Below is a more complete list of the tags. General tags (e.g. Audience, Collection, Content Type) have been developed for broad use by all university offices, intended to help cluster content pages into collections of like objects. The Website tags are set aside for use by each UBCMS site for locally within their own pages. (Note that the namespaces are for use in managing the tags, and cannot themselves be used as tags.)

If you have questions about the general tags, or would like to explore developing your own tags, please contact the UBCMS Help Desk. If you have questions about the intent of tags established within a specific  Website folder, please contact that department directly.

Creating New Tags

Activate tags when are created to prevent complications on your published site. Unpublished tags are not on the live site, so they are not added on the live versions of pages. Publishing the tag is not sufficient to update the tagged page(s). You may need to remove the tag and then add it again and republish each tagged page.

Tag Administrators have the ability to create new tags. The DCT Help Team can assist you with creating new tags. If you wish to explore extensive use of tags on your site, contact us.

In the UBCMS, tags have the following form:

  • Title (a common language descriptive label); e.g. Target Audience.
  • Name (the 'machine name', a lower-case word or hyphenated phrase); e.g. target-audience, or preferably audience.
  • Description (additional notes on how the tag should be used); e.g. "Specifies for whom the content is intended."

Tags are nested. The highest level is called the Namespace (e.g. Target Audience). Below that are one or more regular tags, each of which may have children.  (Any except the Namespaces can be used to tag UBCMS content.) 

     Example (abbreviated)

         Target Audience             [namespace]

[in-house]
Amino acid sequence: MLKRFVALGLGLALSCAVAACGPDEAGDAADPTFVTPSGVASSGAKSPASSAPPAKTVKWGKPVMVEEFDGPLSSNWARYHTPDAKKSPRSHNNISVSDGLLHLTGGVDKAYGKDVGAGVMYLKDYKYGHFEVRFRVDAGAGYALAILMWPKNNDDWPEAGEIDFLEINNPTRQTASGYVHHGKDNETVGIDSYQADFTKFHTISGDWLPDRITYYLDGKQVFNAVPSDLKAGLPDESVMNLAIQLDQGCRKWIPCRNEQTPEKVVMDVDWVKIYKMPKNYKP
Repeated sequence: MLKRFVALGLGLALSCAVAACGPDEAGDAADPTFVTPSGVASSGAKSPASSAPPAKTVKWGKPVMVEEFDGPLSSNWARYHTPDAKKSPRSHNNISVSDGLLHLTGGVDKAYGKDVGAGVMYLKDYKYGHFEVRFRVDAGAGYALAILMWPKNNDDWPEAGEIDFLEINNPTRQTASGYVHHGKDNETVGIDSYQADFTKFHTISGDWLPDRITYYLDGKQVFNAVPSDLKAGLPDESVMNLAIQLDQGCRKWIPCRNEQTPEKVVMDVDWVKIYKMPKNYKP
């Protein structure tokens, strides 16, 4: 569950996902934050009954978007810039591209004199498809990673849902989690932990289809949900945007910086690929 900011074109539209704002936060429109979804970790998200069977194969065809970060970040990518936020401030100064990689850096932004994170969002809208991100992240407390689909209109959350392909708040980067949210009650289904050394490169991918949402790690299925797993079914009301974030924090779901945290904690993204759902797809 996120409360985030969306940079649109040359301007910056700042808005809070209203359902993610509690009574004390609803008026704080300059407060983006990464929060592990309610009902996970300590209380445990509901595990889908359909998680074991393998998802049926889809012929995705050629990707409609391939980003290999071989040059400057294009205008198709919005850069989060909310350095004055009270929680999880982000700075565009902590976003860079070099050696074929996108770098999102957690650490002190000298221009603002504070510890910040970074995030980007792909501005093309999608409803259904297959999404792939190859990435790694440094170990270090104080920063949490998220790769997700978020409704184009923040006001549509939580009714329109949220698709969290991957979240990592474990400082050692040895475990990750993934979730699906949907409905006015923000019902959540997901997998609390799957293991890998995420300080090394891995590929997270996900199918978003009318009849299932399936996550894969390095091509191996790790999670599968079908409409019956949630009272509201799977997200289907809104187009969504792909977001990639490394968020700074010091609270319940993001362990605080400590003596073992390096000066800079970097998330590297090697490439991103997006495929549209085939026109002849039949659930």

- Alumni                 [tag]
            - Employee             [tag]
                 - Faculty           [tag, also child tag]
                 - Staff               [tag, also child tag]
            - Student               [tag]
                 - Graduate         [tag, also child tag]
                 - Undergraduate [tag, also child tag]

Please refrain from moving or merging tags until further notice. For more details, see this Known Issue.

Retiring a Tag (delete)

screenshot of tag usage details.

Usage details (displayed during the deletion process).

Tags must be deleted by a Tag Admin or the DCT Help Team.

They can be deleted at any time, but if they have been published, they should first be unpublished so they are removed from the publishers.  

As you begin to delete the tag, a confirmation screen warns you if they are used by any pages. The messages notes the volume of referenced pages, but only ten examples.

You do not need to remove them from use on pages, but before you delete a tag, you should first check its usage and adjust any pages you control, and alert impacted site owners, so that their content is not unexpectedly changed.

Deletion process:

  1. Select the tag(s).
  2. Click Unpublish in the Command Menu.
  3. Click Delete in the Command Menu.
    1. A confirmation panel asks "You are going to delete the following tags" and lists them. Choose Cancel or Delete.
    2. A confirmation panel notes either
      • No References Found. Safe to delete the selected tag(s), or
      • "Warning. Total NNN references for tag '/content/cq:tags/abc' exists:" followed by up to ten references and then "Please confirm the action for the tag(s)."
    3. Choose Keep (cancel) or Delete.
    4. Delete removes the tag. The console reloads showing the tag is now gone.

The Tag Console also provides a report of usage for each tag. Enter the console from the welcome screen. Click the hammer icon in the upper left, then Tagging. Navigate to the desired tag, select it, and open the side panel and the References browser (shortcut alt+2).  The volume of references is provided, as well as the name of each page or asset. For pages, click the reference to see the path. There is no edit link, but the reference path can be copied for each page (not the assets).

Another way to audit page use is to put a List Builder on a page in Author, set to 'build using tags.' The references can be traced using the 'helper' links that appear in Preview mode, and you can actually edit each page for which you permissions.

Best practice: always unpublish a tag before you delete it.